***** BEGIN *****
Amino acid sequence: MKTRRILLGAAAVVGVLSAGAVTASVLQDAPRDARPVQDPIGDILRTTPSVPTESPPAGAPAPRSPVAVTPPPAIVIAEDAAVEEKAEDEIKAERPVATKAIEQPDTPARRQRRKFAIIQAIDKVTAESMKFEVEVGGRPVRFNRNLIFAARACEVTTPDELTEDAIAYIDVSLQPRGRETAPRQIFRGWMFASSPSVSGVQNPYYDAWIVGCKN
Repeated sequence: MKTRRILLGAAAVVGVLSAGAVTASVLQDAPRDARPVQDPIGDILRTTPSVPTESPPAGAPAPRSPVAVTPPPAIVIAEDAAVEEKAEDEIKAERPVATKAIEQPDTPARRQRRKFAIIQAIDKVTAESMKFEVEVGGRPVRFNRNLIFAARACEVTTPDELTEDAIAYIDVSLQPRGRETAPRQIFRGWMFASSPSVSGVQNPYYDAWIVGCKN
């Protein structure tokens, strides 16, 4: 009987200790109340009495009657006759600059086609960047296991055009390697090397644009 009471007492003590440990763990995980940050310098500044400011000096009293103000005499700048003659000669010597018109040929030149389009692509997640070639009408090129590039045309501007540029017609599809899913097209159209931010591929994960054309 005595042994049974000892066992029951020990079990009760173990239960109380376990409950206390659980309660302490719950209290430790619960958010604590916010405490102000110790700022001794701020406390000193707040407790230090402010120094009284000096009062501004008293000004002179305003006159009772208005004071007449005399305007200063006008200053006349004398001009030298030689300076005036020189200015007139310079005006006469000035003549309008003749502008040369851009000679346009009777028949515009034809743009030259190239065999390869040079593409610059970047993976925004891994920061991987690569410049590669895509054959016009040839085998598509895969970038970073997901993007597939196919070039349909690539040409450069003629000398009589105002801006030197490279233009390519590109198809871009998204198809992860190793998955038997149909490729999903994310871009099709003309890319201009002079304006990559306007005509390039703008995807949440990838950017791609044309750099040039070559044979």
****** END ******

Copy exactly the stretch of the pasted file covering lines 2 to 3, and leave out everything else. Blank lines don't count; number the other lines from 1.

Repeated sequence: MKTRRILLGAAAVVGVLSAGAVTASVLQDAPRDARPVQDPIGDILRTTPSVPTESPPAGAPAPRSPVAVTPPPAIVIAEDAAVEEKAEDEIKAERPVATKAIEQPDTPARRQRRKFAIIQAIDKVTAESMKFEVEVGGRPVRFNRNLIFAARACEVTTPDELTEDAIAYIDVSLQPRGRETAPRQIFRGWMFASSPSVSGVQNPYYDAWIVGCKN
């Protein structure tokens, strides 16, 4: 009987200790109340009495009657006759600059086609960047296991055009390697090397644009 009471007492003590440990763990995980940050310098500044400011000096009293103000005499700048003659000669010597018109040929030149389009692509997640070639009408090129590039045309501007540029017609599809899913097209159209931010591929994960054309 005595042994049974000892066992029951020990079990009760173990239960109380376990409950206390659980309660302490719950209290430790619960958010604590916010405490102000110790700022001794701020406390000193707040407790230090402010120094009284000096009062501004008293000004002179305003006159009772208005004071007449005399305007200063006008200053006349004398001009030298030689300076005036020189200015007139310079005006006469000035003549309008003749502008040369851009000679346009009777028949515009034809743009030259190239065999390869040079593409610059970047993976925004891994920061991987690569410049590669895509054959016009040839085998598509895969970038970073997901993007597939196919070039349909690539040409450069003629000398009589105002801006030197490279233009390519590109198809871009998204198809992860190793998955038997149909490729999903994310871009099709003309890319201009002079304006990559306007005509390039703008995807949440990838950017791609044309750099040039070559044979």